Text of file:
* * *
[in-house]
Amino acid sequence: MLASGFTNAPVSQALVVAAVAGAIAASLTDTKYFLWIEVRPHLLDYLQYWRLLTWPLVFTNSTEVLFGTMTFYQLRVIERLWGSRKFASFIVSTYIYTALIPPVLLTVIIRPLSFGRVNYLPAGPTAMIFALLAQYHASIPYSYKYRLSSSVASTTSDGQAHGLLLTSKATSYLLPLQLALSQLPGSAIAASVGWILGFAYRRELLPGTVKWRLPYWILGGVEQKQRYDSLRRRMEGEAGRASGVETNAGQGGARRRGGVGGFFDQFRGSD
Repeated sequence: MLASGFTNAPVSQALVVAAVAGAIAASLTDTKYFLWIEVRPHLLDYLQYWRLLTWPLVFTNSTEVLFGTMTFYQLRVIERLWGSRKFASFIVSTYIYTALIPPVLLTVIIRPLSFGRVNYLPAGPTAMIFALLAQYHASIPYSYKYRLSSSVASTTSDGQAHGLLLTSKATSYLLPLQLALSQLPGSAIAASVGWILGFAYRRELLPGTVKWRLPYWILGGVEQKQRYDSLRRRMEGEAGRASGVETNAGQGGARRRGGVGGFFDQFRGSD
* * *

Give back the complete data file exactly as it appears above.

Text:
[in-house]
Amino acid sequence: MLASGFTNAPVSQALVVAAVAGAIAASLTDTKYFLWIEVRPHLLDYLQYWRLLTWPLVFTNSTEVLFGTMTFYQLRVIERLWGSRKFASFIVSTYIYTALIPPVLLTVIIRPLSFGRVNYLPAGPTAMIFALLAQYHASIPYSYKYRLSSSVASTTSDGQAHGLLLTSKATSYLLPLQLALSQLPGSAIAASVGWILGFAYRRELLPGTVKWRLPYWILGGVEQKQRYDSLRRRMEGEAGRASGVETNAGQGGARRRGGVGGFFDQFRGSD
Repeated sequence: MLASGFTNAPVSQALVVAAVAGAIAASLTDTKYFLWIEVRPHLLDYLQYWRLLTWPLVFTNSTEVLFGTMTFYQLRVIERLWGSRKFASFIVSTYIYTALIPPVLLTVIIRPLSFGRVNYLPAGPTAMIFALLAQYHASIPYSYKYRLSSSVASTTSDGQAHGLLLTSKATSYLLPLQLALSQLPGSAIAASVGWILGFAYRRELLPGTVKWRLPYWILGGVEQKQRYDSLRRRMEGEAGRASGVETNAGQGGARRRGGVGGFFDQFRGSD